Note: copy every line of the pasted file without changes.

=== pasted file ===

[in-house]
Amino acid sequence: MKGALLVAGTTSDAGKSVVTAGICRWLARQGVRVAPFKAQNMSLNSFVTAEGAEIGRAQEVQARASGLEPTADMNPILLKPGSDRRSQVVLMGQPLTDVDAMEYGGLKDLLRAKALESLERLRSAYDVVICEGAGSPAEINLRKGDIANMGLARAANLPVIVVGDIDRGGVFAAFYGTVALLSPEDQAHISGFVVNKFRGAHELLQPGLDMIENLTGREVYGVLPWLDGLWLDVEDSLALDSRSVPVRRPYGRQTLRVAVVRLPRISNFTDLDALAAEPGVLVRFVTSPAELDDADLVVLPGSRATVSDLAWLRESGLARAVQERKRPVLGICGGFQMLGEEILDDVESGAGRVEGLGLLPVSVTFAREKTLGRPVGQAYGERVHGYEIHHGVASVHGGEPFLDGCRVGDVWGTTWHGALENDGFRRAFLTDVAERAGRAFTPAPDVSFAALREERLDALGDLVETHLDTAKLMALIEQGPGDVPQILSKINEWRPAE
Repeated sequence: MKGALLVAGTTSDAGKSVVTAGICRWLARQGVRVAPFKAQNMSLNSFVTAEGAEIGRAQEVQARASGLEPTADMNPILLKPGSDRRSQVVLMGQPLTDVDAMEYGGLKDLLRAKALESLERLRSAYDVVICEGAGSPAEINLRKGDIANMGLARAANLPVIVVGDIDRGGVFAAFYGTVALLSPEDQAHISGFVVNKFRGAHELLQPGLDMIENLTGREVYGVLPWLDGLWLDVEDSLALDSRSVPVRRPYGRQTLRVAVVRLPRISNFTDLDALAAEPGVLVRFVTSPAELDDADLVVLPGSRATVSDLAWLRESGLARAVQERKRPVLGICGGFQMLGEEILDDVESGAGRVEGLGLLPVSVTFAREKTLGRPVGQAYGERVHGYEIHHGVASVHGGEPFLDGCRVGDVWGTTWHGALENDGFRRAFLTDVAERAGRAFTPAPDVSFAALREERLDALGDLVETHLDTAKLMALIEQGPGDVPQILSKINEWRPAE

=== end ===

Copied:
[in-house]
Amino acid sequence: MKGALLVAGTTSDAGKSVVTAGICRWLARQGVRVAPFKAQNMSLNSFVTAEGAEIGRAQEVQARASGLEPTADMNPILLKPGSDRRSQVVLMGQPLTDVDAMEYGGLKDLLRAKALESLERLRSAYDVVICEGAGSPAEINLRKGDIANMGLARAANLPVIVVGDIDRGGVFAAFYGTVALLSPEDQAHISGFVVNKFRGAHELLQPGLDMIENLTGREVYGVLPWLDGLWLDVEDSLALDSRSVPVRRPYGRQTLRVAVVRLPRISNFTDLDALAAEPGVLVRFVTSPAELDDADLVVLPGSRATVSDLAWLRESGLARAVQERKRPVLGICGGFQMLGEEILDDVESGAGRVEGLGLLPVSVTFAREKTLGRPVGQAYGERVHGYEIHHGVASVHGGEPFLDGCRVGDVWGTTWHGALENDGFRRAFLTDVAERAGRAFTPAPDVSFAALREERLDALGDLVETHLDTAKLMALIEQGPGDVPQILSKINEWRPAE
Repeated sequence: MKGALLVAGTTSDAGKSVVTAGICRWLARQGVRVAPFKAQNMSLNSFVTAEGAEIGRAQEVQARASGLEPTADMNPILLKPGSDRRSQVVLMGQPLTDVDAMEYGGLKDLLRAKALESLERLRSAYDVVICEGAGSPAEINLRKGDIANMGLARAANLPVIVVGDIDRGGVFAAFYGTVALLSPEDQAHISGFVVNKFRGAHELLQPGLDMIENLTGREVYGVLPWLDGLWLDVEDSLALDSRSVPVRRPYGRQTLRVAVVRLPRISNFTDLDALAAEPGVLVRFVTSPAELDDADLVVLPGSRATVSDLAWLRESGLARAVQERKRPVLGICGGFQMLGEEILDDVESGAGRVEGLGLLPVSVTFAREKTLGRPVGQAYGERVHGYEIHHGVASVHGGEPFLDGCRVGDVWGTTWHGALENDGFRRAFLTDVAERAGRAFTPAPDVSFAALREERLDALGDLVETHLDTAKLMALIEQGPGDVPQILSKINEWRPAE